Bad faith 101
The term “bad faith” is thrown around quite a bit in personal injury cases. Unfortunately, it is not well understood by most people or most lawyers. While I certainly am not an expert in this area of law, I think it is important to explain the basic concept as it relates to personal injury cases.
All of us must carry some type of auto insurance in order to get a license in Florida. When we purchase insurance, we are placing our “good faith” in the insurance company to act in our best interest in the event a claim is made against us. In the personal injury context, this comes up if and when unfortunately, we cause an injury crash.
What happens when you cause an injury crash? Well, most likely, the injured person will seek legal representation. That lawyer will then send a letter of representation to your insurance carrier. How do they get this information? They get it from the police report.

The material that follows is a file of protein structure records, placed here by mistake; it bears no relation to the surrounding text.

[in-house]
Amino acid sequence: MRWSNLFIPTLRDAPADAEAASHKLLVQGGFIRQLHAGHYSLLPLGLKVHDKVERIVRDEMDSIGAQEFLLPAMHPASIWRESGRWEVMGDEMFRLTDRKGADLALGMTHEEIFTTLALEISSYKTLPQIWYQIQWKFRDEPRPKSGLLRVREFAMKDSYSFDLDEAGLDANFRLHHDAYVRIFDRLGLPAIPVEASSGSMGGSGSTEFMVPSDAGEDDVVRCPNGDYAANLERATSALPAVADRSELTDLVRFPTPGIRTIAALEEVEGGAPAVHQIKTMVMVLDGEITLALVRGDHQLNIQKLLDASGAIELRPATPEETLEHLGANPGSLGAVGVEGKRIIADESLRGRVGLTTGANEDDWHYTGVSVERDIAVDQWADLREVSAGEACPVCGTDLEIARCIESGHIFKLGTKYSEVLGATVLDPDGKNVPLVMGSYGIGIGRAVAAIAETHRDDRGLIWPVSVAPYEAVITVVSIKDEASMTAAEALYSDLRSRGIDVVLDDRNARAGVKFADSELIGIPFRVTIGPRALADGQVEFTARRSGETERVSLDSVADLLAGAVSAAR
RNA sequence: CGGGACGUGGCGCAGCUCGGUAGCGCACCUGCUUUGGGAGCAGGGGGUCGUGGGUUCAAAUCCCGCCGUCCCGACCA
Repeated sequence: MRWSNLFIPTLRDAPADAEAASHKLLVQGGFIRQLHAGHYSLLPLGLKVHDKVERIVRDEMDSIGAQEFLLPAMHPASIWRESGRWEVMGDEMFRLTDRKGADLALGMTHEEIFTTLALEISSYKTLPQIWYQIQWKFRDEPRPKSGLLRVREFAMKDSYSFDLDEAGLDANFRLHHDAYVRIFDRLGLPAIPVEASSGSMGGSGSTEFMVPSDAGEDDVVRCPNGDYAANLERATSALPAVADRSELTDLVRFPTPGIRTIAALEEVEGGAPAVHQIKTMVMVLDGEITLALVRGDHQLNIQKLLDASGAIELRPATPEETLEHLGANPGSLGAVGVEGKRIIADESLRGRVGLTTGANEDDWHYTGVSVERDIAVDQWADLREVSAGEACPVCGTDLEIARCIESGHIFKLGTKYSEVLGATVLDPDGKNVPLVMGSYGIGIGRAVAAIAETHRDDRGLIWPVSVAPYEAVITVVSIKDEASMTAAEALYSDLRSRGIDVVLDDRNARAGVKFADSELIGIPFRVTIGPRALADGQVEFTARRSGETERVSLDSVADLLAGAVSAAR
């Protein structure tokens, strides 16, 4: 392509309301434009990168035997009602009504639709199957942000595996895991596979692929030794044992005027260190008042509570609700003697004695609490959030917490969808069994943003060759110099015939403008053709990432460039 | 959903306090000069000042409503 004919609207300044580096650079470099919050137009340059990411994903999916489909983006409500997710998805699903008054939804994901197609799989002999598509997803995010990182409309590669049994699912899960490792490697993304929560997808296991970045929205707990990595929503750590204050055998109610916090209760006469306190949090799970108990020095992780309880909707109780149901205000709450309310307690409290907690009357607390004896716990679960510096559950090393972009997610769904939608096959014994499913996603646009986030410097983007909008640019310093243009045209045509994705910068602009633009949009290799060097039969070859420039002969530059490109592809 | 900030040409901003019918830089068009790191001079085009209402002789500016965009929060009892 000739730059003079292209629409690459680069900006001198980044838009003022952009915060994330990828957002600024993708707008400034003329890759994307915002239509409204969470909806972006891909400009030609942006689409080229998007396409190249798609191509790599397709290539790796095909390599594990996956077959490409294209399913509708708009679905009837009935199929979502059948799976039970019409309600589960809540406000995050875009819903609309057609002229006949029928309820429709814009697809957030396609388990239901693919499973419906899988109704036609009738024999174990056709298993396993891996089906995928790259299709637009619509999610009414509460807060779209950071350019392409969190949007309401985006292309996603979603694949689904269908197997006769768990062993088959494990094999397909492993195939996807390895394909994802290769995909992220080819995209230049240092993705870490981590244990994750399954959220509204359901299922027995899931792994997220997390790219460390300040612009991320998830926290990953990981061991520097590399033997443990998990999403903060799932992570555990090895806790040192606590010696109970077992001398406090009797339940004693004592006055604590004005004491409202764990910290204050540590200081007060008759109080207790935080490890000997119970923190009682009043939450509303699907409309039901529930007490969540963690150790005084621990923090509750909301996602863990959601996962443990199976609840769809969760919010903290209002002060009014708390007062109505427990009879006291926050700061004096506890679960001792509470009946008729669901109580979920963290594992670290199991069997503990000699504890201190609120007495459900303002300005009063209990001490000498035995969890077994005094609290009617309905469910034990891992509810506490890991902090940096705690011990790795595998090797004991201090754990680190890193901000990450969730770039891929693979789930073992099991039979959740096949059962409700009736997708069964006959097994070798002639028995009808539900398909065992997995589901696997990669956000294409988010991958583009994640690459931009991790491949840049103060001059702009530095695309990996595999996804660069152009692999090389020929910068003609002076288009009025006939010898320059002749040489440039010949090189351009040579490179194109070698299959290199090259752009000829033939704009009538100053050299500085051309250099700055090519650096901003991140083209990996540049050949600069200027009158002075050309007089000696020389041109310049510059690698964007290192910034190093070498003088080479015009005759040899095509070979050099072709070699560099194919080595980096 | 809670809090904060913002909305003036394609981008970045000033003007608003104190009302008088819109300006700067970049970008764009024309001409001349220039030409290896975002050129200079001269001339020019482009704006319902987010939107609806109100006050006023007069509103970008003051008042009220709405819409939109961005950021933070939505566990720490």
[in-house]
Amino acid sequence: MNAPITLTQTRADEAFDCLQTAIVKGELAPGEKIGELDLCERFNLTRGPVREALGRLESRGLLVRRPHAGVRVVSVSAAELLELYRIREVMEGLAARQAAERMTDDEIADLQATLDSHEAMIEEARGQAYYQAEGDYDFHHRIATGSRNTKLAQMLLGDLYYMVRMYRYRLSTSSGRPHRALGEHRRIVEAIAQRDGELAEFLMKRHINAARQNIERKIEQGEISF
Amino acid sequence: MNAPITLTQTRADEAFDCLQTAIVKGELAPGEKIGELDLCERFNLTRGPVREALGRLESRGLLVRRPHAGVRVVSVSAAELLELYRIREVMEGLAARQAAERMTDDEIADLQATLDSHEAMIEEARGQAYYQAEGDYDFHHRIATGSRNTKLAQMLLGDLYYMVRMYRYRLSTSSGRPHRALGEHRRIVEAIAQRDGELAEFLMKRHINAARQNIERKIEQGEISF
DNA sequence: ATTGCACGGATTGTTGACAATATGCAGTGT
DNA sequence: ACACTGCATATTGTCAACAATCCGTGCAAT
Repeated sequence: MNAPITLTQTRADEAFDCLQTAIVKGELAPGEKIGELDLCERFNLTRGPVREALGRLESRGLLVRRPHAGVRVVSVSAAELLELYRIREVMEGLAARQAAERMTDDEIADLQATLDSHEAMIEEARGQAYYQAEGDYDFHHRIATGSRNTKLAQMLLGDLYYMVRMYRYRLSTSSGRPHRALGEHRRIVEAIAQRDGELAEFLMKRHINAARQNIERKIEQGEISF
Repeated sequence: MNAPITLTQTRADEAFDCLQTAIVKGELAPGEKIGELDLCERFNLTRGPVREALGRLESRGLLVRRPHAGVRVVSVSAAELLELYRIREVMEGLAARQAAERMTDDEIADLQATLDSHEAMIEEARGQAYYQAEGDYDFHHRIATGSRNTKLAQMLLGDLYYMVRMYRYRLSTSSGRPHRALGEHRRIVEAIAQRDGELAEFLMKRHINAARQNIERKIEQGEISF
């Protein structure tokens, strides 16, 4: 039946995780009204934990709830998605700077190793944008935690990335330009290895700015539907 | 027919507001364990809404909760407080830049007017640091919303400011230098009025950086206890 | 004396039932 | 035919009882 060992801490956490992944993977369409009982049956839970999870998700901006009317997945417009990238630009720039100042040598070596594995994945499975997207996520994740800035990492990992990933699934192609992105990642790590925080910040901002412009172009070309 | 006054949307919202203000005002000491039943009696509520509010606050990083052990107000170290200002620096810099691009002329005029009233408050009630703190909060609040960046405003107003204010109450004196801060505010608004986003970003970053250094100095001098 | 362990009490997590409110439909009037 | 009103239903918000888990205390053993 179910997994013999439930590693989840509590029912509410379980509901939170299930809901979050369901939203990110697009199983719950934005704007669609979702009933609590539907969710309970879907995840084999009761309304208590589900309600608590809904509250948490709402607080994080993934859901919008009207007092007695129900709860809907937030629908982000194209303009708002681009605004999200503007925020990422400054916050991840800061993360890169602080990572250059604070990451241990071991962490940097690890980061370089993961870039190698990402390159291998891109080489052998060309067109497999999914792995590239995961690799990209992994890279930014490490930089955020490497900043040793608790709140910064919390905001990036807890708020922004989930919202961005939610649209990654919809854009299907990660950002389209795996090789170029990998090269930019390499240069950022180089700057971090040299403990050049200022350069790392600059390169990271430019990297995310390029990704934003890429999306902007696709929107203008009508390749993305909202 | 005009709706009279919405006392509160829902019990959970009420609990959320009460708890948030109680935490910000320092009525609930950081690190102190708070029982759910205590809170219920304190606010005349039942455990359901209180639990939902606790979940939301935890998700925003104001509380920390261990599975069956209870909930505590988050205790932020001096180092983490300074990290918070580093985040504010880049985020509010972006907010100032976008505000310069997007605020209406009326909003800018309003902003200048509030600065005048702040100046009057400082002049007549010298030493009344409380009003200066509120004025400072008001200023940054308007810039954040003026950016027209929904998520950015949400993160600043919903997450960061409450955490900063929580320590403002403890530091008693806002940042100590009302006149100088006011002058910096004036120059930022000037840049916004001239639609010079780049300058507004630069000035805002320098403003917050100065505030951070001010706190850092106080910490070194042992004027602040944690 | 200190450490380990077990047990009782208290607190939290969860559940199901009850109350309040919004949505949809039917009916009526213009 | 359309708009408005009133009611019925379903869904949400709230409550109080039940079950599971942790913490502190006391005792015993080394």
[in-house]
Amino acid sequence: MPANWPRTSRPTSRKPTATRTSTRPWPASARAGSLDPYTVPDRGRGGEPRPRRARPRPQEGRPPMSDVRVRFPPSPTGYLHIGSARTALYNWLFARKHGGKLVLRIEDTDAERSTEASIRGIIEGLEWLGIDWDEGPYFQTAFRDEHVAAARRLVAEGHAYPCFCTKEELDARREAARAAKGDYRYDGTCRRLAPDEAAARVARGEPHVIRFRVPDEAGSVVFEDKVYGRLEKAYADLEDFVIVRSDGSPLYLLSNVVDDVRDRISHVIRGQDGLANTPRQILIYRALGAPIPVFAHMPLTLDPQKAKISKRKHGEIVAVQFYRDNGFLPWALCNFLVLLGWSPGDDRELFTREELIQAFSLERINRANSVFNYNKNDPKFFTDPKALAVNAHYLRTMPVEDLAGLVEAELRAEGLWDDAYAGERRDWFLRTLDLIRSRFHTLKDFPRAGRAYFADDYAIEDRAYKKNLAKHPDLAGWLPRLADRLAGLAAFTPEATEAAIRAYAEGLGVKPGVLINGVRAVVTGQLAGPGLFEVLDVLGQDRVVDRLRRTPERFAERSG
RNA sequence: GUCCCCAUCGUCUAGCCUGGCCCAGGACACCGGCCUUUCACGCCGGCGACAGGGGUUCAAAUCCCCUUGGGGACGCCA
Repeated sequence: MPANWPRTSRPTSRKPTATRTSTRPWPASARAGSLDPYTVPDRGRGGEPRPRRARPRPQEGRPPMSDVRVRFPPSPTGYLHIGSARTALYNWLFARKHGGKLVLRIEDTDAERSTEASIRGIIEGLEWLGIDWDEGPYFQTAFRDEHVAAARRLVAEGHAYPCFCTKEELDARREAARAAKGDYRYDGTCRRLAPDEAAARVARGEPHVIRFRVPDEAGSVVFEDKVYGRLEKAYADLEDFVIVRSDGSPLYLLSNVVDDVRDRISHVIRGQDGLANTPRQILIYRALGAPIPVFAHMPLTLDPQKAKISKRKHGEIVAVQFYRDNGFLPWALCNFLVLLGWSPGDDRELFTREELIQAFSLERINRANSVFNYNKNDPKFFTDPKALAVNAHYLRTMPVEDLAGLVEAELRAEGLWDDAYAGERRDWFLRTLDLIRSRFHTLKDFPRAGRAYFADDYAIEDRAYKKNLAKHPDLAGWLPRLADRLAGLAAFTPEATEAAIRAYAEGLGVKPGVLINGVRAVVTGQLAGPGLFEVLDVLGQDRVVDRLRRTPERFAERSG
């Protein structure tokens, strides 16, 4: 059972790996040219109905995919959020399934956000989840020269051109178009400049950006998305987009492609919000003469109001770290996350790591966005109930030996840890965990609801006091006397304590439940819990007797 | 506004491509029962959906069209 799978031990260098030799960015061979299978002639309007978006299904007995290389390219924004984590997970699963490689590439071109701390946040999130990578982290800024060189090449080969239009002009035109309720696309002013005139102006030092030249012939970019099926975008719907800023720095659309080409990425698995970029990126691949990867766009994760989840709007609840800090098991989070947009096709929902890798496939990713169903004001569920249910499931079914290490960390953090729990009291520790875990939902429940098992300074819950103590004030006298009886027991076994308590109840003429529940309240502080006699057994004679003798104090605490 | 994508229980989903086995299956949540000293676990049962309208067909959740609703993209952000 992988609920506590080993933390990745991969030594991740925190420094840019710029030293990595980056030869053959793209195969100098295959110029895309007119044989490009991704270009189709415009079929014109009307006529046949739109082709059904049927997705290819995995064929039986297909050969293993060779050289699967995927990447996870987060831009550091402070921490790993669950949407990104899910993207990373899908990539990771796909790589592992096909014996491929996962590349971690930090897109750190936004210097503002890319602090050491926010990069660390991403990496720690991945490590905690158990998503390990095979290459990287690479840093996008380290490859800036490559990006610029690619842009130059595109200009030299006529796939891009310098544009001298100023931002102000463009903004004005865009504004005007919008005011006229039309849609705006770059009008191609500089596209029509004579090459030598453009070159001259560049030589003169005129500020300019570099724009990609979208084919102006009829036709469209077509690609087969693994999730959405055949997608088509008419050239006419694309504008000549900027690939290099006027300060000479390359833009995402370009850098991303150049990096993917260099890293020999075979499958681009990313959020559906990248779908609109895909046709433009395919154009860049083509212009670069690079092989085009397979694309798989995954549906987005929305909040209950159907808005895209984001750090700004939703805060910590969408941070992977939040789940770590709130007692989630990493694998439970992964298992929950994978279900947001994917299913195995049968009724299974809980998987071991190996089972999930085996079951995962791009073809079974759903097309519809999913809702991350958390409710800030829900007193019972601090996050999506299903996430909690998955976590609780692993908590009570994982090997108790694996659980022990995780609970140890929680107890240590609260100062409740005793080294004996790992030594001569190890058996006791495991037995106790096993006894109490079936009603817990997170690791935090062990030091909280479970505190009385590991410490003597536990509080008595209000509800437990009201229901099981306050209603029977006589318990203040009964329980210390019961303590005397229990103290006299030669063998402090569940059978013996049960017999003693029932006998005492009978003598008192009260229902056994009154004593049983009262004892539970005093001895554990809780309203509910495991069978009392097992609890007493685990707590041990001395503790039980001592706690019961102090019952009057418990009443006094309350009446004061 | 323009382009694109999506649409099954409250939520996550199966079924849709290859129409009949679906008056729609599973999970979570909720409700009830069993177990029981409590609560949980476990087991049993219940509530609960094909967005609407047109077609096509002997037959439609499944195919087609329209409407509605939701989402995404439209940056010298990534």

Once your insurance company gets the letter of representation, they will open up a claim and contact you. They are now going to represent you in the claim that is being made against your policy.
This is the backdrop for bad faith. If your insurance company fails to pay your policy limits on a claim, the lawyer takes the case to a jury, and the jury awards more than your policy limit, you would then be personally liable for the excess amount awarded by the jury (the difference between the jury verdict and your policy limit). Because your insurance company failed to protect you, you may now have an action for bad faith.
I hope this information is useful and I would encourage you to seek out the advice of a specialist in bad faith law should you feel the need to do so.
Bad faith 101